• Rob, you make a good point about it being a belief. I became extremely frustrated, given the overwhelming evidence supporting scepticism, that apparently reasonable “scientists” consistently ignored the evidence and instead pushed quite irrational things.

      However, when I did realise that it was a pure irrational belief, it became obvious that no amount of rational argument could ever change the view of the believers.

      That suggests that rather than the futile attempt to change their beliefs through rational argument, what we need to do, is to find a way to accommodate their beliefs like we would any other religion.

      • Gary Wescom

        SS,
        How about acknowledging that not only is more CO2 better for the biosphere, warming itself is beneficial. Restoring global temperatures to the early Holocene higher temperatures would widen our planet’s temperate zone and could actually re-green the Sahara.

    • WE MUST DO SOMETHING NOW or the weather for our children will be a disaster.

      The greens are trying to hustle the public into solar and wind commitments, before they realize that nuclear is the real solution:

      • Those fears of the bomb, and of nuclear energy, turned out to be grossly exaggerated and, given deadly air pollution and the threat of catastrophic climate change,

        Those fears of catastrophic climate change, turned out to be grossly exaggerated also…

      • But what everybody might be overlooking is the overarching unstoppable trend away from centralized architectures. We may be fighting a loosing battle if what is driving this is the natural evolution of technology. Single point of failure, human error (or malice) are important factors.

        When you read these excerpts just remember Japan runs a perpetual debt over 200% of GDP so it’s really not about the money.
        https://asia.nikkei.com/Business/Energy/Nuclear-safety-costs-in-Japan-surge-to-staggering-heights
        “Nuclear safety costs in Japan surge to staggering heights”
        Energy policy called into question as solar and wind power prices fall
        SUGURU KURIMOTO, July 09, 2019
        “The estimated total cost of bringing plants into compliance with current standards sits at roughly 4.8 trillion yen ($44.2 billion)”

        “In 2015, the government estimated that nuclear energy would cost as little as 10.3 yen per kilowatt-hour to generate in 2030 — less than coal at 12.9 yen, or solar at 12.5 to 16.4 yen.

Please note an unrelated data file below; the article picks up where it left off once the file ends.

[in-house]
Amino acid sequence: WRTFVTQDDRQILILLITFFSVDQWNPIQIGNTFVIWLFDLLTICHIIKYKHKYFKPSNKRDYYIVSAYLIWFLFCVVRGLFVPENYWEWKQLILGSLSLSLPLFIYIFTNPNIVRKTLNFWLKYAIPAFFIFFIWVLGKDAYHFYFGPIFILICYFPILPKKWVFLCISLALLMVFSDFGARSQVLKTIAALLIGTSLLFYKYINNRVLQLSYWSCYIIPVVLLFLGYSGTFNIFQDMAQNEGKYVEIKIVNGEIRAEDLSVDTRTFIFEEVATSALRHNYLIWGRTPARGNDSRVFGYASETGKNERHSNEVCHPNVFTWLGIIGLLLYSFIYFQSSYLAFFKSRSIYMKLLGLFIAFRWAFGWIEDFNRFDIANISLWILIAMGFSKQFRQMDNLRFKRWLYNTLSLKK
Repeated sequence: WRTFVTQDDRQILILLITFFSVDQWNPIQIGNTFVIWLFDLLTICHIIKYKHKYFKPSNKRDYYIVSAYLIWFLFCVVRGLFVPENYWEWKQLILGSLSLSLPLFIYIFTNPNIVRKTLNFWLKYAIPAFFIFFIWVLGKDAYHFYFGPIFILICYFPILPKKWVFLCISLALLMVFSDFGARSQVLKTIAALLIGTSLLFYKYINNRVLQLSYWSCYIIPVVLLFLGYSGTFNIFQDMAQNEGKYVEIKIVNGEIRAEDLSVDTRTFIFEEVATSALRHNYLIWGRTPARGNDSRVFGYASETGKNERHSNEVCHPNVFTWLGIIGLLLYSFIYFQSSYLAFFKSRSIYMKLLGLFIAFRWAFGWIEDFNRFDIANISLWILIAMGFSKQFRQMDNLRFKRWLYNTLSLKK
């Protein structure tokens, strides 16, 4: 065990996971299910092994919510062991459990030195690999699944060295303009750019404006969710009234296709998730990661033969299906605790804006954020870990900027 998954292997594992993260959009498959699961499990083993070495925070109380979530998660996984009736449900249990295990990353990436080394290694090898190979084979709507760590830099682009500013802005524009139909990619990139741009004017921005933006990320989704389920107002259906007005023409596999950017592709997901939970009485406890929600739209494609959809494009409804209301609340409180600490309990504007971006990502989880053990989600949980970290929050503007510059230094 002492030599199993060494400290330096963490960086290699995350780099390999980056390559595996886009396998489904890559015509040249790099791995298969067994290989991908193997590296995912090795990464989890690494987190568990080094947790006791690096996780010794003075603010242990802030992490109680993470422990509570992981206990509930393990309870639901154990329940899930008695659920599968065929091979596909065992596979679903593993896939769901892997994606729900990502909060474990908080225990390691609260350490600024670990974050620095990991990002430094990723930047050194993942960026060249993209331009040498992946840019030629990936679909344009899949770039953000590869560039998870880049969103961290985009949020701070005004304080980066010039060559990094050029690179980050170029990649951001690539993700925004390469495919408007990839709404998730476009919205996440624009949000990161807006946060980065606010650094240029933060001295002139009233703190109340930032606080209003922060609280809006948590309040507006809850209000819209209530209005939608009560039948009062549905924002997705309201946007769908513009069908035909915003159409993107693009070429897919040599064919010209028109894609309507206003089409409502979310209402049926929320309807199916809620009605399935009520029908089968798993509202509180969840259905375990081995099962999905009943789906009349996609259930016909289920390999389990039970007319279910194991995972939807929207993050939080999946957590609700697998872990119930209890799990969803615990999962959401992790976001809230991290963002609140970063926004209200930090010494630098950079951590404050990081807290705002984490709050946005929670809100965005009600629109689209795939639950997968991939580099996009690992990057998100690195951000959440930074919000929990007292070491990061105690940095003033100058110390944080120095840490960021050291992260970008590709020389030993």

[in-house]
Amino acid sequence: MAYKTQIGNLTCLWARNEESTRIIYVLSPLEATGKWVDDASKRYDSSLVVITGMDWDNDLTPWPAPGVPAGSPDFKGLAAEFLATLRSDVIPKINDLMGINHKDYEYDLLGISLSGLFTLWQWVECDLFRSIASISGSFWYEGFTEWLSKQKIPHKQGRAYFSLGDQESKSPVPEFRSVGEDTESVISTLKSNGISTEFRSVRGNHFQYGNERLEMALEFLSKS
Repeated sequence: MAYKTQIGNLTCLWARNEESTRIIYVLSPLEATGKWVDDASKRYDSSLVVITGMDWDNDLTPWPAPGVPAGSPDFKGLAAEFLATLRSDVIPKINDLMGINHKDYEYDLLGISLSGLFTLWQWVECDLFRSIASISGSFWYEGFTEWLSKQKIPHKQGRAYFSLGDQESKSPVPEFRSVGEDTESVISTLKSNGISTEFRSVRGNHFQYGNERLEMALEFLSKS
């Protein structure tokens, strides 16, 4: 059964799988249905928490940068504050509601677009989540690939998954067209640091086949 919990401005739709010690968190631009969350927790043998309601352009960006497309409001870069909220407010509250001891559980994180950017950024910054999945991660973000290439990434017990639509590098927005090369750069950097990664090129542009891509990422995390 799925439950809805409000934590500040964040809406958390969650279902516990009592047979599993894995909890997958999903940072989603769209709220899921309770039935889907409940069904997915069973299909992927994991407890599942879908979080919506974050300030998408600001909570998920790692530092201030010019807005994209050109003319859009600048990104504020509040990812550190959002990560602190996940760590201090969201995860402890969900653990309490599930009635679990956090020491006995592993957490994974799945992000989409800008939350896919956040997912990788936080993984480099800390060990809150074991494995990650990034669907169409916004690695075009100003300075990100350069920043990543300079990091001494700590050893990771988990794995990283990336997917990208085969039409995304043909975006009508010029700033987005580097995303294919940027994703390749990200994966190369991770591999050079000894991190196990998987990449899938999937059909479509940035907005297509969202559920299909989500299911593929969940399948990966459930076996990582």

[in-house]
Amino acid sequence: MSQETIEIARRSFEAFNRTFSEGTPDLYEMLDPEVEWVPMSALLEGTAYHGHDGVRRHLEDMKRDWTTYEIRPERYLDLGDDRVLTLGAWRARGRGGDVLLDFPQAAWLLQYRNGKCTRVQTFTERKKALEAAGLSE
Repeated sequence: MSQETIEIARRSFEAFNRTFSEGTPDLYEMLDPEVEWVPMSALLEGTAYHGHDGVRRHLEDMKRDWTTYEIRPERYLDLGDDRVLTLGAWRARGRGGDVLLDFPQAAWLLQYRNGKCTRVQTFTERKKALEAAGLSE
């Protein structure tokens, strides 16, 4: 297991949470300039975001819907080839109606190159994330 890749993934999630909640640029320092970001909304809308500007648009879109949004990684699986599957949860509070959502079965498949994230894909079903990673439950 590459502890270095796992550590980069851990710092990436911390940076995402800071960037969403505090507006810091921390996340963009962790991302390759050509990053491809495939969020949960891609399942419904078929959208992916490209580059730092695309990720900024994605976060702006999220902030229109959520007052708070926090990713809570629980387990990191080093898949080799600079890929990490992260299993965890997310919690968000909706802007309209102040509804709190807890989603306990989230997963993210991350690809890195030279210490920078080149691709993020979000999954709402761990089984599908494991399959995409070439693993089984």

But the price of nuclear rises by 1 yen per kilowatt-hour for every 100 billion yen that safety-related expenses add to the cost of a new reactor. Meanwhile, solar and wind have become cheaper, dropping below 10 yen per kilowatt-hour in a growing number of cases overseas and even becoming competitive with nuclear in certain areas.
        Consumers may end up bearing a portion of the burden through higher electricity rates.”

      • Japan is very crowded and wind/solar take up a lot of space, besides being intermittent.

    • “By calling CO2 “pollution” as in the “polluter pay principle” for justifying a “carbon tax” the public is misled into believing that CO2, like soot, hangs over the country emitting it, and therefore the climate change emergency can be resolved by national action.”

      If one accepts the premise that:
      1. CO2 is a pollutant because it causes warming and
      2. That warming is universally bad (not even remotely true however)

      The logical course of action for the USA is still the same. We still have limited financial resources, and need to spend those resources wisely. What spending does the most to prevent harm from adverse weather/climate? Better infrastructure without a doubt!

  5. There have been a few night I’ve lost a little sleep because my brain was over-engage (for that time) with thoughts and frustrations induced by various ill-founded efforts and plans impacting the power system because of CO2 fears. I recommend recognizing that you do what you can do during waking hours, then get some light exercise before bed time. It worked for me.

  6. “I have anxiety exacerbated by the constant background of doom and gloom of science.”

    Anxiety disorders are a group of mental disorders characterized by exaggerated feelings of anxiety, worry about future events, which may cause physical symptoms.

    About 12% of people are affected by an anxiety disorder in a given year and up to 30% are affected at some point in their life. They occur about twice as often in women than they do in men, and generally begin before the age of 25.” (Wikipedia)

    An exacerbation of an anxiety disorder can be paralyzing involving a “panic attack”

    If we scrutinize the group of 97% consensus climate scientist, we should find 12% as having an anxiety disorder at any one time. Sounds about right to me.

    Be assured. Therapy is available by altering one’s gut microbiome found at one’s local health food store on the shelf labeled “probiotics”& “prebiotics”.

    However, it’s probably best to lay off the cannabis.

    • It’s important to distinguish between fear and anxiety.

      Fear of something real and imminent, say a mountain lion in your back yard, is beneficial and life preserving if it prevents one from leaving the house.

      Anxiety constitutes mental illness because ideas of imaginary and/or remote threats cause harmful physiological responses which ultimately shorten life.

      Climate change constitutes anxiety, because while warming is observable, the threats are imaginary ( observations don’t bear out change in adverse conditions ) and/or remote ( continued warming over a very long time might be a problem, but many reasons for deceleration are already occurring ).